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Gold Shows New Trouble as Dollar Stymies Bullion’s Return to $1,800

·3 min read

By Barani Krishnan -- Gold bulls seldom have more than a couple of good weeks in a row these days.

It seemed on Wednesday that the longs in the yellow metal had used up their two-week pass after the dollar’s surge on renewed talk of outsized U.S. rate hikes stymied gold’s recent run-up and brief return to the $1,800 level.

The benchmark gold futures contract on New York’s Comex, December, settled down $13.30, or 0.7%, at $1,776.40 an ounce. Just a day ago, it hit a near one-month high of $1,805.

The spot price of bullion, more closely followed than futures by some traders, hovered at $1,765 after a session low at just beneath $1,755.

Gold ticked lower as the Dollar Index which pits the greenback against six majors led by the euro, hit a one-week high of almost 106.7, rebounding from a near three-week low of 104.9 on Tuesday.

The dollar regained its mojo after remarks in recent days from Federal Reserve regional chiefs such as James Bullard of St. Louis, Mary Daly of San Francisco and Loretta Mester of Cleveland that the central bank wasn’t done with raising interest rates to deal with inflation remaining stubbornly at four-decade highs.

After four increases since March that brought rates from nearly zero to as high as 2.5%, the Fed is nonplussed that inflation, as measured by the Consumer Price Index, hasn’t budged from four-decade highs, growing at a pace of 9.1% in the year to June.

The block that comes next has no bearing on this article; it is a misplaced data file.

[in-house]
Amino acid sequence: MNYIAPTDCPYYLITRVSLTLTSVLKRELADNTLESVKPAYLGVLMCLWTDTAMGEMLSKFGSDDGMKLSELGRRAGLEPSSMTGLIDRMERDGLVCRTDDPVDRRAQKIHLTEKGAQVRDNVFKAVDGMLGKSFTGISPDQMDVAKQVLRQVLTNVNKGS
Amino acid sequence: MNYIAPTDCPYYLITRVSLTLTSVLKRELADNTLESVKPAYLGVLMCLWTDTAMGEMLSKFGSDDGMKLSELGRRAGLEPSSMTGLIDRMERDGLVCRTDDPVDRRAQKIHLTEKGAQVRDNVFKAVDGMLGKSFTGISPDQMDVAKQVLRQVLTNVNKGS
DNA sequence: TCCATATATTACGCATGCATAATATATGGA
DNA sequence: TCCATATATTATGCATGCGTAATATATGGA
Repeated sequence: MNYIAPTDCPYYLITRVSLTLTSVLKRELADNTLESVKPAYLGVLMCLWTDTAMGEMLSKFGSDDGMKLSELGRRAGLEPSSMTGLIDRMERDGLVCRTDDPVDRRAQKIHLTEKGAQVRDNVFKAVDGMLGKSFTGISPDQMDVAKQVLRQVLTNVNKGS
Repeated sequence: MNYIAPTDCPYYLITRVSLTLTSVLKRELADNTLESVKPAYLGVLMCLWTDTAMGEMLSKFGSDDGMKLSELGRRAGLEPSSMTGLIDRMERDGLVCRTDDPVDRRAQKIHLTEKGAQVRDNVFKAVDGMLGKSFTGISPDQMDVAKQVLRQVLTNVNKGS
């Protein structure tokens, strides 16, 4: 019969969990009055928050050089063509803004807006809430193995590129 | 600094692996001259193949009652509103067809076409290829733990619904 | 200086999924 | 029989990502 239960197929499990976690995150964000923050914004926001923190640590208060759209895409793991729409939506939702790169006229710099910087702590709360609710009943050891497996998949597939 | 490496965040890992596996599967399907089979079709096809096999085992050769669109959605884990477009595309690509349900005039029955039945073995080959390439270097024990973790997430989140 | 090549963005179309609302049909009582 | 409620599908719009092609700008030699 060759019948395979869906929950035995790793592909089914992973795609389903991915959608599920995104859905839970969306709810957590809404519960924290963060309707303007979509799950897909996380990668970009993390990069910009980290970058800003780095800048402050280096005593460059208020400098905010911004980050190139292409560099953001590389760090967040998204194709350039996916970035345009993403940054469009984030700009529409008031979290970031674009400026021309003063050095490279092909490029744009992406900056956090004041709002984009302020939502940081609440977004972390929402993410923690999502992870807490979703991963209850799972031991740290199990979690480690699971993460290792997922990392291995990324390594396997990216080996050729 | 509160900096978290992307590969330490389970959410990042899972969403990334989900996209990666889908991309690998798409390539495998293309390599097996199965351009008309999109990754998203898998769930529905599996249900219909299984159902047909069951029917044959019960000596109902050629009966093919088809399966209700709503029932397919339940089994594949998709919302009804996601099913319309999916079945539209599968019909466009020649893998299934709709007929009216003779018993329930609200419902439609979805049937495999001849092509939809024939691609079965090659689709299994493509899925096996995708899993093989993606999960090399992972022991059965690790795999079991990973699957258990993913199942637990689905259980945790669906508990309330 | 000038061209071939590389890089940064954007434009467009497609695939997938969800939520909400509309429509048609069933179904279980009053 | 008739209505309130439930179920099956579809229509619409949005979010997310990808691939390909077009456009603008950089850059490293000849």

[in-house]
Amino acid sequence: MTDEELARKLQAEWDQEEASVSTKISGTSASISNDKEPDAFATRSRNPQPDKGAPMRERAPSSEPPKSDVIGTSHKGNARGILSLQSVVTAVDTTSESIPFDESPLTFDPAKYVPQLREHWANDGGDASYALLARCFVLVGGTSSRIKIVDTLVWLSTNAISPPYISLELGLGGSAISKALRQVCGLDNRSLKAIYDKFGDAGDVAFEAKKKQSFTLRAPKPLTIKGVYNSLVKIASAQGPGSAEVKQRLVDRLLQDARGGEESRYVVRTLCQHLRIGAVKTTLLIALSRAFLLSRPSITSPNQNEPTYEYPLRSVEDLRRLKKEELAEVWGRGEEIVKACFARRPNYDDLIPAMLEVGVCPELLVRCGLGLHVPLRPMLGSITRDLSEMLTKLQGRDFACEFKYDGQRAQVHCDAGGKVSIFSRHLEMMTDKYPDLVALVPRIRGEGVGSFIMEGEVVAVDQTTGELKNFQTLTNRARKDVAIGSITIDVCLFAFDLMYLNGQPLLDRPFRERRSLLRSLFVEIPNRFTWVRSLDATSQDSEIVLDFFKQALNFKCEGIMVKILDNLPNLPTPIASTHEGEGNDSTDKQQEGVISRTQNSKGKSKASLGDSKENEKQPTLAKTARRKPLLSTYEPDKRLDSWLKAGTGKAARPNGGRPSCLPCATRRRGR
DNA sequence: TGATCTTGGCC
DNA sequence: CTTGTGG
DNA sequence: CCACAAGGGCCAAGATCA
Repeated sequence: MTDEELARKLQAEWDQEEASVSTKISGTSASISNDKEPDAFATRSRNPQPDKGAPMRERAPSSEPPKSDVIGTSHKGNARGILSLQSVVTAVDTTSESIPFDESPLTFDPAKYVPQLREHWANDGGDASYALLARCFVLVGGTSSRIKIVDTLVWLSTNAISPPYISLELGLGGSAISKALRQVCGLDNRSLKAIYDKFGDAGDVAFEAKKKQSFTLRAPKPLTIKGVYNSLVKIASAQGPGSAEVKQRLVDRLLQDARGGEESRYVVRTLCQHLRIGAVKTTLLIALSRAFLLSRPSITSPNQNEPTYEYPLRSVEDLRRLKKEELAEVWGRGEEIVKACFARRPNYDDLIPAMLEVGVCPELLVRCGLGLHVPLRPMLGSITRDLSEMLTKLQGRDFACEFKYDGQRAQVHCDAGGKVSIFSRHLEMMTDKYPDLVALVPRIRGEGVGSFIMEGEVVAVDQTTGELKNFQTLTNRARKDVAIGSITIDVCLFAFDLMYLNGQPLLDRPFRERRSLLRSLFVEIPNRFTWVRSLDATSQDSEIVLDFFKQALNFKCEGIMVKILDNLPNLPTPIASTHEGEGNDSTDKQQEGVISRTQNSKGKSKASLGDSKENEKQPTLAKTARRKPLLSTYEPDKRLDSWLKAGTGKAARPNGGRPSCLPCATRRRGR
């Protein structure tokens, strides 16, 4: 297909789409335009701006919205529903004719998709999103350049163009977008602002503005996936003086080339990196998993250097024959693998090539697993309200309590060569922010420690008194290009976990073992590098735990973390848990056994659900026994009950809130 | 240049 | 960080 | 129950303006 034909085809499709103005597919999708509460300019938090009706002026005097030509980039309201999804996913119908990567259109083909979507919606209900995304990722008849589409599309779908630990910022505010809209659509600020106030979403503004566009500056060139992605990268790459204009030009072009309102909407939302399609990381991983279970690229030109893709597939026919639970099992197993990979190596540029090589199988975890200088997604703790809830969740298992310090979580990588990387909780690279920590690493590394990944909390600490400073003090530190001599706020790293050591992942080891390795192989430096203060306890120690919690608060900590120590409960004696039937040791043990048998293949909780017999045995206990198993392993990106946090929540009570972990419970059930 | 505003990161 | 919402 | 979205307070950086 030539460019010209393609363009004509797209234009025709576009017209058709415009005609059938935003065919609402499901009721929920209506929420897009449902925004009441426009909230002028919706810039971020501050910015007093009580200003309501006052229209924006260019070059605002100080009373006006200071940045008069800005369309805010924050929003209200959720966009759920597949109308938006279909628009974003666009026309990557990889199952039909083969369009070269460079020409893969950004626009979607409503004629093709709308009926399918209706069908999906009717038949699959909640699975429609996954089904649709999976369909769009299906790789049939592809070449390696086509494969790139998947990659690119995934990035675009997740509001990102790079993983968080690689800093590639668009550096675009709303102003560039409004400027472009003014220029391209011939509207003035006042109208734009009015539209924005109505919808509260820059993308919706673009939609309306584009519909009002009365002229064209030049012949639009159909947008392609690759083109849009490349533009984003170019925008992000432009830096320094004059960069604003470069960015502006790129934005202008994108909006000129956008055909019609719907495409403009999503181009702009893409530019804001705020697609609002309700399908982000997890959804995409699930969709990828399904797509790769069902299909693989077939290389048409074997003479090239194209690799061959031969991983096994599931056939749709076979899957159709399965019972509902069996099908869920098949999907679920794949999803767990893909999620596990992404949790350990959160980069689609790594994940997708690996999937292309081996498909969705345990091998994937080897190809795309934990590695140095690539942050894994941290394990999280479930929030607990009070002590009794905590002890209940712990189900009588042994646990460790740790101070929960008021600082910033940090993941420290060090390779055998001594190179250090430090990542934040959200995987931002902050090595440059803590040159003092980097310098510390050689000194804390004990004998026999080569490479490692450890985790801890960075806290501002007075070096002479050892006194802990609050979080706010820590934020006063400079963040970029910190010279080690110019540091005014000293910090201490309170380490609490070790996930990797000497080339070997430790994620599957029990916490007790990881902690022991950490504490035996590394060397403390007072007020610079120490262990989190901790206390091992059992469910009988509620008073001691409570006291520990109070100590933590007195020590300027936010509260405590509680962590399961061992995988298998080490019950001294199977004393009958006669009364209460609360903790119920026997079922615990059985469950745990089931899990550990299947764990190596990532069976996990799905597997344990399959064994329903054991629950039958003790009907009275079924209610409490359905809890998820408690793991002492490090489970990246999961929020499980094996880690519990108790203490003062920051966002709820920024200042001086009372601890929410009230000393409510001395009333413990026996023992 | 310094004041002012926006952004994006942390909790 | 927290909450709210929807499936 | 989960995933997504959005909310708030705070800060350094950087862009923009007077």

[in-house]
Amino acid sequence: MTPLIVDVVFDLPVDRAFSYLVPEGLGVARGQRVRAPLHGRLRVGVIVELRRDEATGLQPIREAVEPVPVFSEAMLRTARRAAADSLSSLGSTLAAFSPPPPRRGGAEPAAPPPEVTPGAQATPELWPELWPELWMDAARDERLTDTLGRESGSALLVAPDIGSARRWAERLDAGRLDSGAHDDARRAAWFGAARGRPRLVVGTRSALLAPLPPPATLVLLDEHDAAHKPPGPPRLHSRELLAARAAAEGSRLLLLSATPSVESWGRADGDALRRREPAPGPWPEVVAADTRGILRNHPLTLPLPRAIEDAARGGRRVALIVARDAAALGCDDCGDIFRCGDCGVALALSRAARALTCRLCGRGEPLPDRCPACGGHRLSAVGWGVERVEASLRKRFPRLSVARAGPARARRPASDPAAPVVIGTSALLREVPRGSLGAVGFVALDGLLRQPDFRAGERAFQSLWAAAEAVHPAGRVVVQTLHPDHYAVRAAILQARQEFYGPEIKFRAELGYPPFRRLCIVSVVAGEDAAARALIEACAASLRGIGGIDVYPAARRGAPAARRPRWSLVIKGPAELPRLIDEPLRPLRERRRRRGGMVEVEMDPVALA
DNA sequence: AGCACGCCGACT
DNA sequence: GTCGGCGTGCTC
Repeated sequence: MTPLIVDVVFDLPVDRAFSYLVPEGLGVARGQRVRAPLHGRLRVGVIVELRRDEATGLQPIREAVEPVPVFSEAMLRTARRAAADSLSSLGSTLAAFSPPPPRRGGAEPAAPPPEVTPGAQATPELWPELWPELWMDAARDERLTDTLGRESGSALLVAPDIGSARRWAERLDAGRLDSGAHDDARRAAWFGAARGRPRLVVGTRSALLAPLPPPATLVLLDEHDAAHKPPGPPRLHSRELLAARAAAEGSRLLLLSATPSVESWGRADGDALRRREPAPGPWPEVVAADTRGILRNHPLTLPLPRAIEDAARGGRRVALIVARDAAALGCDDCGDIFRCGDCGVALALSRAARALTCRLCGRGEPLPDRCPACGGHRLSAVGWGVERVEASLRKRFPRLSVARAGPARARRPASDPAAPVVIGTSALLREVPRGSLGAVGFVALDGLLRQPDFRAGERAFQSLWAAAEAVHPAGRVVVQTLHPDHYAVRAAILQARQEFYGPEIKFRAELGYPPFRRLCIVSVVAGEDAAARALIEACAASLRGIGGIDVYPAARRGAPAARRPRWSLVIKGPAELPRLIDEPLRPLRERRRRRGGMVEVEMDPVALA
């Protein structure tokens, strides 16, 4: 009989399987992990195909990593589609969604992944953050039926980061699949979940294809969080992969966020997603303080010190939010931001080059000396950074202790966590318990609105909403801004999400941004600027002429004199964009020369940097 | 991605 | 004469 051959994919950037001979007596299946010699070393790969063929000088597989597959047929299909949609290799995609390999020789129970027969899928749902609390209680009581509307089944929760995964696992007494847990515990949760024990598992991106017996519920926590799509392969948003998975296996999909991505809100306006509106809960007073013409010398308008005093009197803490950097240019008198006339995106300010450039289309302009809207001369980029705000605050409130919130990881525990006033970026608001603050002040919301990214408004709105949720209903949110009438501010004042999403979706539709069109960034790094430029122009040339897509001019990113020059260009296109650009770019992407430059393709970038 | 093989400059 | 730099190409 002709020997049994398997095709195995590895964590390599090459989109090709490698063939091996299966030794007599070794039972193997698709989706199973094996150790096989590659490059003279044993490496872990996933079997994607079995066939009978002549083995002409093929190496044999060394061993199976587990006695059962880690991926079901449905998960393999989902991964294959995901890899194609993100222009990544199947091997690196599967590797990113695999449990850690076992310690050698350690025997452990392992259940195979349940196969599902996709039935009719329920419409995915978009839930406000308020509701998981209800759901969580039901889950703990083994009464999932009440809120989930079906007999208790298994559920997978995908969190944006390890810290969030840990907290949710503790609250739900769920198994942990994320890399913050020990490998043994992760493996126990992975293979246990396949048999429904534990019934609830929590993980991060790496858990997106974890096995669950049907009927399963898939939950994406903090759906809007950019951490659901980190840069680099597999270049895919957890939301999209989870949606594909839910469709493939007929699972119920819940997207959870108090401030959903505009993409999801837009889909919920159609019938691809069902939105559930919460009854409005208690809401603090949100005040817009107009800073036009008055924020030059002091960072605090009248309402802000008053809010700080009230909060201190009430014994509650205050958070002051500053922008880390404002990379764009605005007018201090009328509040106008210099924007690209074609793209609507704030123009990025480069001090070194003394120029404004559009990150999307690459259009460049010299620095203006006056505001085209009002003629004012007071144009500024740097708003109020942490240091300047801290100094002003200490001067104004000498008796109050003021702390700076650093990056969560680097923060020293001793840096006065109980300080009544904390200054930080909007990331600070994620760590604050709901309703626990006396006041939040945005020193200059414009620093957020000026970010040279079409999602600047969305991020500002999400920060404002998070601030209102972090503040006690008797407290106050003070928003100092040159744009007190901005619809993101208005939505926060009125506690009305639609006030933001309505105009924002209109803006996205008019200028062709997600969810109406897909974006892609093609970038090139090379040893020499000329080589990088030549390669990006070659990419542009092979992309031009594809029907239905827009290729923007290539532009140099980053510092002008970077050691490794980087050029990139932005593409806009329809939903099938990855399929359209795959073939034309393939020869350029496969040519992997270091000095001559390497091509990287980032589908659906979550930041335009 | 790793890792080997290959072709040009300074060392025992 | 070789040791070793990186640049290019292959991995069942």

San Francisco Fed Chief Daly said Wednesday that the United States can digest a 75-basis point rate hike for a third time in a row if necessary as the economy is not at the risk of another ‘Great Recession.’

“A 50 bps hike would be reasonable in September,” Daly said in a live-streamed speech that discussed the quantum likely for the Fed’s next rate increase. “However, if we see inflation galloping ahead unabated, [a] 75-bps hike may be more suitable. I do not expect a repetition of the Great Recession.”

The U.S. is currently in what some economists define as a technical recession after two quarters of negative GDP growth in the first half of this year. The so-called Great Recession itself occurred in 2008/09 as a markets meltdown triggered a global financial crisis.

Gold’s pivot towards $1,800 came after Fed Chair Jerome Powell said last week that the central bank couldn’t predict if it’ll hold on to the aggressive rate hikes it had carried out since March to beat inflation.

Gold is supposed to be a hedge against inflation but it has not been able to hold up to that billing for most of the past two years since hitting record highs above $2,100 in August 2020. One reason for that has been the rallying dollar, which is up 11% this year after a 6% gain in 2021.

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